Cerebral Palsy Nutrition Guide

Patient Care, Tips for Parents

Young girl with mother and nutritionist holding apple over her head

All children need a nutritious and balanced diet for healthy development. But children with cerebral palsy have certain physical challenges and potential nutritional deficiencies that make it crucial to carefully monitor and plan their daily diet. For those reasons, nutrition therapy is often an integral part of caring for a child with CP.

Do Children with Cerebral Palsy Have Specific Nutrition Needs?

Many families report that their child has difficulties with feeding, swallowing, or digestion. Because children with CP experience complications with movement, muscle tone, and motor skills, mealtime can be difficult and even uncomfortable for them. Motor issues are commonplace among children with cerebral palsy. Depending on the severity of the condition, some of these children may lack the coordination necessary to feed themselves or to chew and swallow safely.

What’s more, digestive issues—such as constipation and gastroesophageal reflux—can make eating uncomfortable. These challenges make it hard for children with CP to get enough to eat, which can result in malnutrition and/or poor growth.

The right diet—and feeding techniques, when necessary—can ensure that children with CP have a positive and productive eating experience and get the nutrients they need at every meal. Additionally, help from a trained and skilled nutrition counselor or dietitian can be invaluable: they can come up with a comprehensive plan for the diet, substance, and supplements to meet your child’s nutritional needs.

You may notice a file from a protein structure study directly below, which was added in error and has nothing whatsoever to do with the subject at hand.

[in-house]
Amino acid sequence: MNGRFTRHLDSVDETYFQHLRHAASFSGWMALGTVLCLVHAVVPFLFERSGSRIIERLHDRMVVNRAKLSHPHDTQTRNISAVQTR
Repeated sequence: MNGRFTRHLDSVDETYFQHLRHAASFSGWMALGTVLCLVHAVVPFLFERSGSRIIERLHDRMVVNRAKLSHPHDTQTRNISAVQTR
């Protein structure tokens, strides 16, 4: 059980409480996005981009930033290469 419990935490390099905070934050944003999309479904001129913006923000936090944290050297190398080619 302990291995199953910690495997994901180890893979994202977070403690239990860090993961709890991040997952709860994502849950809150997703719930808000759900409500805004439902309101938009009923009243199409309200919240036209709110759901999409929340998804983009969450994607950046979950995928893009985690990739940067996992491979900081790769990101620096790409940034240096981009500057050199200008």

What Causes Nutritional Deficits in Children with Cerebral Palsy?

Some of the factors that may cause nutritional deficits include:

  • Oral motor dysfunction or problems with chewing, eating, and swallowing because of weakness in the jaw, throat, tongue, and facial muscles
  • Lack of appetite because of constipation or gastroesophageal reflux
  • Abdominal pain or discomfort
  • Frequent vomiting or diarrhea
  • Chronic pulmonary aspiration
  • Choking or drooling
  • Frequent infections
  • Bladder or bowel incontinence
  • Increased nutritional needs due to muscle weakness

What Are the Dietary Needs of Children with Cerebral Palsy?

A nutritious diet is a must for any growing child, as it regulates growth and weight gain and improves immune function, circulation, and cognition. It can also balance emotional states and help speed recovery from illness. Children with cerebral palsy should have a daily diet that’s high in these vitamins and minerals:

  • Calcium. Found in milk, cheese, yogurt, sardines, fortified juices, and cereals, calcium is essential for muscle and bone health
  • Vitamin D. Found in fish, fish liver oil, and supplemented milks, cereals, and orange juice, vitamin D helps the body retain and absorb nutrients
  • Copper. This can help with iron absorption and ward off infections
  • Vitamin C. Found in citrus fruits and many other vegetables, vitamin C helps battle common illnesses and has mood-boosting properties
  • Phosphorus. This nutrient is found in meat, fish, eggs, poultry, dairy products, seeds, whole grains, and nuts
  • Magnesium. This helps with bone strength, cell communication, and energy production